Types of DoS Attack – Different Kinds & Forms Of Denial of Service Attack
While you might know that “DoS attack” stands for Denial of Service attack (or DDoS), it is not the only type of DoS attack. They all have variations, but they can be very different in the way you deal with them.
Different types of DoS attacks
Below are some examples of DoS Attacks.
There are at least two types of DoS attacks. There are three types of DoS attacks: DDoS attacks and unintended DDoS attacks. These are the main characteristics of each.
1. DoS attacks
DoS attacks were a threat to the internet’s first Internet. However, they are now of minimal academic value. DoS attacks are limited to one computer. One computer was sufficient to take down or disable a website in the early day’s internet and dial-up modems. Nowadays, even small hobby websites can absorb DoS attacks without real problems.
2. DDoS attacks
DDoS is Distributed Denial of Service. It’s an updated version of the old-school DoS attacks. There are two main types of DDoS attacks. These include infrastructure-level DDoS attacks (levels 3 and 4 of the OSI 7-layer model) as well as application-level DDoS attacks (levels 6 and 7 of the OSI Seven-layer model).
DDoS attacks at the infrastructure level are similar to old-school DoS attacks, but they affect multiple computers. However, they can be difficult to block if you do a good job monitoring your internet traffic.
DDoS attacks at the application level are, however, much more complex. They require more technical skills to create and more technical skills for resolution. Application-level DDoS attacks attack a specific part of a website. For example, a login page or payment page. They can cause significant traffic disruptions to the website, if not complete downtime. However, they remain undetected for an as long time as possible.
3. DDoS attacks that were not intended
Unintended DDoS attacks occur when legitimate traffic overwhelms a website or a portion of a website to the point that the service is unable to function or even completely shut down. It is often due to media exposure or social media exposure. Perhaps you have seen news stories about celebrities wearing certain items and then the website crashed due to so many people trying to buy them.
Although you may not think of your products or services being used by celebrities, the principle applies regardless. The traffic that results from an unexpected endorsement by someone important to your customer base may feel and look like a DDoS attack.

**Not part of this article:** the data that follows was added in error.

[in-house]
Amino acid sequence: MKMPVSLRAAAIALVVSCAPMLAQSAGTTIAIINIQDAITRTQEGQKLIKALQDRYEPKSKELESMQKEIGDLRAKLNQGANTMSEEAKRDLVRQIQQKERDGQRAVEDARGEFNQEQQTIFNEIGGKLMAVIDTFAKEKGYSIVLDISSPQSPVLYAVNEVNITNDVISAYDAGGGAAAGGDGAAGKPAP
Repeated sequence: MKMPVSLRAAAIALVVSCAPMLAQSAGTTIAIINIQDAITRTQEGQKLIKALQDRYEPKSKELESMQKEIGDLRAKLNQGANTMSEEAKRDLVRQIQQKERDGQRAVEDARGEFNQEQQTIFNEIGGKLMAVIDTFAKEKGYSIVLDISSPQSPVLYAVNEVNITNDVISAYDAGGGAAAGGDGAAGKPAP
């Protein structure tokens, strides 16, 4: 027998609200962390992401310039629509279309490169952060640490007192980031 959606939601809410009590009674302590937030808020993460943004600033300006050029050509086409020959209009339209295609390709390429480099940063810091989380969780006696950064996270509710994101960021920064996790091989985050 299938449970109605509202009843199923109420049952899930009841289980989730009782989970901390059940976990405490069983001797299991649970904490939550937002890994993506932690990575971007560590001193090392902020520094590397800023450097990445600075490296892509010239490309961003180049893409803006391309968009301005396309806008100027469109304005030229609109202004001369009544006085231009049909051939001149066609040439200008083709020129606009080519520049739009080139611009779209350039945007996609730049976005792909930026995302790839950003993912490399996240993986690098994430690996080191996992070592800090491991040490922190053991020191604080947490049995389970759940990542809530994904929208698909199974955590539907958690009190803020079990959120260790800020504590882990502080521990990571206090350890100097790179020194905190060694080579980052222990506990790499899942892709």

However, there is one difference between unintended and intended DDoS attacks. The first tend to originate from countries with few or no customers, while the latter is more common in countries that have a large customer base.
DoS attacks on your website can be prevented
Unfortunately, you can’t stop people from attacking you with DDoS attacks. You can reduce their impact if you’re prepared. These are some suggestions.
You can buy as much bandwidth as possible
Your bandwidth is like a pipe. Your pipe is wider, so attackers will have to work harder to flood it. This is the first and most obvious defense you have against DoS attacks.
Make sure to use a website vulnerability scanner and a DDoS mitigation tool.
Although there is plenty of website vulnerability scanner on the market, the core of any decent option is an anti-malware scanner and a web applications firewall. The latter is the most important for DoS attacks. You can also set up your firewall to block as much traffic as possible but still allow you to access the traffic that you desire.
You might consider signing up for a DDoS mitigation program if DDoS attacks are of concern. These services are similar to firewalls but are optimized for DDoS attacks. Firewalls only work when there is a DDoS attack.
Your architecture should be as flexible as possible and as scalable as you can.
This is recommended for many reasons, including protection against DoS attacks. Smart DNS lookup, content distribution networks, load-balancing, and content distribution networks are all important in the context of DoS.
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